The term “Parental Alienation
Syndrome” was invented by a US child psychiatrist and psychoanalyst called
Richard A Gardner (Gardner 1998) to describe an extraordinary psychological
phenomenon which is seen in a relatively small number of children whose
parents have undergone a bitter and hostile separation. The phenomenon,
which Gardner clarified and attempted to explain, had been known for many
years and is that some of these children develop an extraordinary fear
and loathing of one parent and a simultaneous total loyalty to the other.
Unfortunately Gardner’s explanation for this phenomenon, his use of medical
and psychodynamic terminology and, most of all, the advice he gave on the
management of the problem caused enormous controversy. Prior to his
death in 2003 he had written extensively on the subject and frequently
appeared in US Courts to give evidence.
W was 8.7; the younger of
2 boys born to his parents’ marriage. He was a year old when his parents
separated. He and his brother remained with their mother and there was
regular contact until he was 5 when all contact ceased at the mother’s
insistence, on the basis that her sons disliked visits and no longer wished
to see their father. There had been no visits since. The father applied
to the Court and Proceedings commenced. Reports were obtained from CAFCASS
Reporters and experts but no progress was made. At interview W was openly
disparaging of his father, made implausible allegations against him and
was resistant to the idea of a contact visit. A visit was arranged and
W was taken to his father’s home. Shortly after meeting his father he made
rude comments about him and punched him hard on the chest. W refused his
father’s efforts to engage him and kept asking to go home. Of his own accord
W talked to the father’s wife and her mother, later saying that he liked
them. On the way home to his mother W protested when told that there were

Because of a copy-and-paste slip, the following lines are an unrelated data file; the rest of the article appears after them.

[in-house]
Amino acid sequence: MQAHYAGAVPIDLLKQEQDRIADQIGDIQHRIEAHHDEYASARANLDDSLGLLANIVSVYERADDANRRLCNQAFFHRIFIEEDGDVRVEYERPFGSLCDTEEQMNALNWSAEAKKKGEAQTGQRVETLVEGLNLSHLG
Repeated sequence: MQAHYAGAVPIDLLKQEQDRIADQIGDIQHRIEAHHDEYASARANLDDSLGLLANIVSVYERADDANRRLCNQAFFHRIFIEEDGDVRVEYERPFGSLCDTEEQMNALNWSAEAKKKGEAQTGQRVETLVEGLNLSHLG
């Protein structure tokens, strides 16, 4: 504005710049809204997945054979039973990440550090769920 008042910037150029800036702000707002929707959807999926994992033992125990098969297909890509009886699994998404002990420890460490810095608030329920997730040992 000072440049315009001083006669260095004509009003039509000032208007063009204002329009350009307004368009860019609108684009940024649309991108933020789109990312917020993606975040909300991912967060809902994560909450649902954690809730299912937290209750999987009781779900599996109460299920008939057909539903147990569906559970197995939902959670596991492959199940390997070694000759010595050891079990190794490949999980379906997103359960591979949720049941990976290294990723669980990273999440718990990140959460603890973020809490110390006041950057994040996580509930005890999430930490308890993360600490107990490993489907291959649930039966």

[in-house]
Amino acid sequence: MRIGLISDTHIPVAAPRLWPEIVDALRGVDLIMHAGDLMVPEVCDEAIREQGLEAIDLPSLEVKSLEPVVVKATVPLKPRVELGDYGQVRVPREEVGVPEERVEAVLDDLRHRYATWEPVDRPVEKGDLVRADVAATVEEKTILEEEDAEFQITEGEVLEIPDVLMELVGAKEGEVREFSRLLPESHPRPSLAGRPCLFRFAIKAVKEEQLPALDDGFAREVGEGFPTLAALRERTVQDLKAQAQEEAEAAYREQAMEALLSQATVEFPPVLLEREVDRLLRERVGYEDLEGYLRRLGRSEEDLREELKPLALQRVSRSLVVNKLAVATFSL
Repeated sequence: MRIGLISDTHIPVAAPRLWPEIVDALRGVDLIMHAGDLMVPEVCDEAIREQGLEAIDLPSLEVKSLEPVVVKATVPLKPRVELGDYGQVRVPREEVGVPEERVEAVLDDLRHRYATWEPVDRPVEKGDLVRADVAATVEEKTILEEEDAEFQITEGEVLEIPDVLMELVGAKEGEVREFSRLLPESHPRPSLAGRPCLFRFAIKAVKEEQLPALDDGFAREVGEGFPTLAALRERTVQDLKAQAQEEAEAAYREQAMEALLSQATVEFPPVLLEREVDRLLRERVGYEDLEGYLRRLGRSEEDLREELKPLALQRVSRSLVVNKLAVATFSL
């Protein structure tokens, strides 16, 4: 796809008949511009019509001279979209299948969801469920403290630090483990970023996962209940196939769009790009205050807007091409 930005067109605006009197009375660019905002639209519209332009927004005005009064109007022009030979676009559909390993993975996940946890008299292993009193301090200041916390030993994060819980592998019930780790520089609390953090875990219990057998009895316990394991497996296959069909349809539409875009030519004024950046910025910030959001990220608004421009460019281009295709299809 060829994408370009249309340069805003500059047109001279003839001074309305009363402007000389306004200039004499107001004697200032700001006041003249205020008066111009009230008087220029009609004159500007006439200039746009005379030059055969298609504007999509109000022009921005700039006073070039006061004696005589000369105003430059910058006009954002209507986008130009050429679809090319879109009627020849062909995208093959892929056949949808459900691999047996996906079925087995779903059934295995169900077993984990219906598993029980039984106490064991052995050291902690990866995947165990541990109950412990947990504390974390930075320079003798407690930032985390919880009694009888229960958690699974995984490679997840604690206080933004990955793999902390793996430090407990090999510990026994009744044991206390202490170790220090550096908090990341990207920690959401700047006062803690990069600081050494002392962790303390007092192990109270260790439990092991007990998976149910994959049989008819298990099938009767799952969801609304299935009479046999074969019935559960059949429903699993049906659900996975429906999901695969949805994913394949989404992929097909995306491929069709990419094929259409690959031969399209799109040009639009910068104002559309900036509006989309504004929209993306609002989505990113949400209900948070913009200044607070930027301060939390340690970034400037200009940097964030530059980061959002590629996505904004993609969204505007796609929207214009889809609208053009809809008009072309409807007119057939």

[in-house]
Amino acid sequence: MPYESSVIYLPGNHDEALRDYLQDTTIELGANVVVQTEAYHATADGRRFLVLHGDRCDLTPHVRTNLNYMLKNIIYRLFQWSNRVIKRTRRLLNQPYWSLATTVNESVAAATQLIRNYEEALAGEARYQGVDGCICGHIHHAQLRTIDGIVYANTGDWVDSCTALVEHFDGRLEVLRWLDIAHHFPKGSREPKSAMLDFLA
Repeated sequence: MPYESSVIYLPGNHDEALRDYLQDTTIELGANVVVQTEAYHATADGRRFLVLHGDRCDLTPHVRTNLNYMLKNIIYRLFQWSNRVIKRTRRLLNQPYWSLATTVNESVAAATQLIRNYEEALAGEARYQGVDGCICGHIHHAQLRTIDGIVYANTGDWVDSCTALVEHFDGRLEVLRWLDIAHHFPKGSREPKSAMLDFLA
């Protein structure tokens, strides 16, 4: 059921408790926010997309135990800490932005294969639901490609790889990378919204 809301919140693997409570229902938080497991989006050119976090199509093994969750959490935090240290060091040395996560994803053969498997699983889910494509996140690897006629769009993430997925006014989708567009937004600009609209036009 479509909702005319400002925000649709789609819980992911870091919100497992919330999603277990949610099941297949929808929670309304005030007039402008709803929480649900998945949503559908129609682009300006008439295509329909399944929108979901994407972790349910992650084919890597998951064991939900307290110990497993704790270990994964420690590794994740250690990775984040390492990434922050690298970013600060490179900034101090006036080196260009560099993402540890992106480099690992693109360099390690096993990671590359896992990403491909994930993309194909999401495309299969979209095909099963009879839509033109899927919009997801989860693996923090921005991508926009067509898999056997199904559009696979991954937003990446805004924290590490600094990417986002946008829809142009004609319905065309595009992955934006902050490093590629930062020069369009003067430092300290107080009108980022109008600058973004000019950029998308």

to be 2 further visits. Those visits went well. Visiting contact was Ordered
and 4 years later W enjoyed regular unsupervised staying contact with his
This case is typical of scores
that I have assessed over the years and shows features which will be recognisable
to most professionals who are frequently involved in dealing with children
who are the subject of prolonged high conflict contact disputes.
The vast majority of these children are pleasant, well adjusted and doing
well socially and academically. It is only within the confined and
restricted context of their relationship with one of their parents (usually,
but not always, the non resident parent - NRP) that the child expresses
feelings, statements and behaviour which are extreme and out of character.
The Causes of Children’s
Resistance to Contact
A more recent and more acceptable
attempt to explain the origins of this type of behaviour was made by Joan
Kelly and Janet Johnson in their paper “The Alienated Child: a reformulation
of parental alienation syndrome” (2001). Kelly and Johnson are US
academics who have both written extensively on the topic of children whose
parents have separated or divorced (e.g. Kelly 2007).
Kelly and Johnson’s 2001
paper contains a reasoned critique of the main objections to Gardner’s
PAS theory. Gardner’s theory proposed that children with PAS had
been indoctrinated against one parent by the other. Kelly and Johnson
pointed out that in high conflict contact disputes many children are exposed